Consequently, in use, as indicated by the arrows, an annular flow of gas is provided from the annular outlet 38 directed away from the jet or plume 18 of expanding, vaporized material. This ensures that adjacent the jet 18, there is a low-pressure region, as indicated at 20. The ions are liberated from the jet 18, and they then pass axially downstream and are entrained by the jet of gas from the annular outlet 38. This thus provides a cooling region 22 downstream from the outlet 38, at a relatively high pressure, in which ions are subject to collisional cooling processes to reduce their internal energy and thereby to reduce the likelihood of metastable fragmentation.
 Referring to FIG. 4, in this embodiment, a cooling gas is supplied through a pipe or conduit 40, which includes a bend 42, that turns the gas flow through an angle towards an outlet 44. As shown, the outlet 44 is directed at an angle to intersect an axis for the flow of ions, indicated at 46.
 Again, as for FIG. 3, this enables initial expansion of a jet 18 to occur in a low-pressure region 20. On the axis downstream from the jet 18, the ions then encounter the flow from the gas outlet 44 to provide a high-pressure cooling region 22, equivalent to the cooling region 22 of FIG. 2.
 Referring to FIG. 5, this shows a high-pressure chamber 50 which would be supplied with gas from an external source (not shown). The chamber 50 has first and second outlets indicated at 52 and 54, and both are provided on the axis 56.
 The arrangement of FIG. 5 provides a more controlled definition of the cooling region, equivalent to cooling region 22 of FIG. 2 and here indicated at 59. Thus, the immediate surroundings outside of the housing 52, as indicated generally at 55 would be pumped down to a suitable pressure. This then defines at least the pressure for the initial cooling region. Within the chamber 52, the higher, cooling pressure 59 could be maintained, and gas would then flow axially out from the chamber 50 through the outlets 52, 54 as indicated by the arrows.
 Referring to FIG. 6, the fourth embodiment of the present invention provides inlets for gas indicated at 60 connected to an annular gas outlet indicated at 62. This is directed inside a cylindrical sleeve 64.
 Thus again in use, a relatively low-pressure region 20 would be provided around the jet 18. Immediately downstream from the jet 18, within the cylindrical sleeve 64, the vaporized material and ions would be entrained with the gas flow from the gas outlet 62, providing a cooling region 22 at a higher pressure. The flow of gas would then be drawn into a downstream region, e.g., the region 24 of FIG. 2, and where the pressure would be reduced and where collisional focusing could be provided. In some applications, the cylindrical sleeve 64 may be omitted if required pressure regimes and available pumping speed allow so.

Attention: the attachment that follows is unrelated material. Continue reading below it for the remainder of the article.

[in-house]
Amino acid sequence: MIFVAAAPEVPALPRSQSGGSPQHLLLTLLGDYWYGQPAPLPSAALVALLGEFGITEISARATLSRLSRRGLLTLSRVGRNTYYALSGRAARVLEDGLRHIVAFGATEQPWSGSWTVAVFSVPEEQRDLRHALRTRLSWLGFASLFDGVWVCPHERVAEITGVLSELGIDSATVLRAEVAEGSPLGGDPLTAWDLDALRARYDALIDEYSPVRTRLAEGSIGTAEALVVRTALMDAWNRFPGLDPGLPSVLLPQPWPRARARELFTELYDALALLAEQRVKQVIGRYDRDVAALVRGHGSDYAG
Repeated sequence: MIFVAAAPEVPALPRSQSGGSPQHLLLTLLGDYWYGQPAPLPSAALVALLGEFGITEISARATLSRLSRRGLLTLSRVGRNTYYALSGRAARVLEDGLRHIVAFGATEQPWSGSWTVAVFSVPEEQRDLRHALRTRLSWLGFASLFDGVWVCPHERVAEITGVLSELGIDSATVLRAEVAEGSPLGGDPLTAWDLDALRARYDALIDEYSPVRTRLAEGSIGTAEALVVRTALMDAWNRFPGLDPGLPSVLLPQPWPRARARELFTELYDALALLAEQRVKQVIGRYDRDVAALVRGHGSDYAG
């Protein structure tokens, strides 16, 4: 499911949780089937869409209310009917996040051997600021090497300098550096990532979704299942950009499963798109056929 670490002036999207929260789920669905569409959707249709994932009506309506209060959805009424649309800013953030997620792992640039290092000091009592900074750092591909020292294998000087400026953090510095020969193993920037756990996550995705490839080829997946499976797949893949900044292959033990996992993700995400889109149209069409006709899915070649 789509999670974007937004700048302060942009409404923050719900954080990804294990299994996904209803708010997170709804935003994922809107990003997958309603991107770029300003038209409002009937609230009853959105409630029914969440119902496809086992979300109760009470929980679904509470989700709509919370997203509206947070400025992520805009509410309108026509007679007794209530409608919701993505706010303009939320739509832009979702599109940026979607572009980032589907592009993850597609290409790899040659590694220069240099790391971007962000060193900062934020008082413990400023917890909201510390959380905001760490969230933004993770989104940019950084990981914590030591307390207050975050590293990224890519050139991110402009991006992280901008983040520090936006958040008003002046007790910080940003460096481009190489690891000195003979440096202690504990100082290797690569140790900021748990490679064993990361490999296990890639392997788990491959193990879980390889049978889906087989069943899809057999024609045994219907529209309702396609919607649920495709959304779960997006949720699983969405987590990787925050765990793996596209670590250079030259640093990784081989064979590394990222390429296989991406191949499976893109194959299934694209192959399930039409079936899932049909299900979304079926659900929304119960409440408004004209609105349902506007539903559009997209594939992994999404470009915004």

Also, the embodiments shown here (FIGS. 3, 4, 5, and 6) have the pressure profile generating elements separate form the MALDI target. But, it is anticipated that in some circumstances the pressure profile generating elementscan be completely or partially associated with the target, i.e. more or less integral with the ion source.
 It should also be noted that, while the arrangements of FIGS. 3,4,5,6 show the axis of the ionization region coaligned with the axis of the elements determining the required pressure profile and with the axis which would define any following ion guide, this need not always be the rule; in some cases, there may be an advantage to have these axes tilted or even slightly offset with respect to each other, i.e. there could be a first ion axis portion extending from the ion source and a second ion axis portion extending at least through the high pressure region and preferably into a downstream ion guide, with these two ion axis portions at an angle to one another and/or offset relative to one another. Such an arrangement may facilitate separation of ions from neutrals and heavy charged clusters formed in the ion source. The ions will be drawn into the ion guide by the gas flow and/or electrostatic forces while neutrals and heavy clusters will pass away from the ion guide, generally along the axis of the first ion axis portion.
 Referring to FIG. 7. This shows the result of a direct gas dynamic simulations that shows gas density distributions in the apparatus of FIG. 3. For simplicity and brevity, the same components in FIG. 7 are given the same reference as in FIG. 3 and the descriptions of these components are not repeated. A low pressure region is visible at 20; the high pressure region 22 is indicated by the darker shading; and further downstream there is a lower pressure region, where collisional cooling occurs.
 Reference will now be made to FIGS. 8a, 8 b, and 8 c, which show a fifth embodiment of the present invention. This embodiment is based on the realization that, once the supersonic jet of matrix molecules and ions is formed, there is a tendency for the jet to expand or spread in all available directions, although the main trajectory tends to be orthogonal to the surface of the target probe. If the distance that the jet travels before it enters the cooling region is significant, or if the opening of the ion transmission path (skimmer orifice) is small compared to the diameter of the expanding jet, a significant portion of the analyte molecules may not be detected.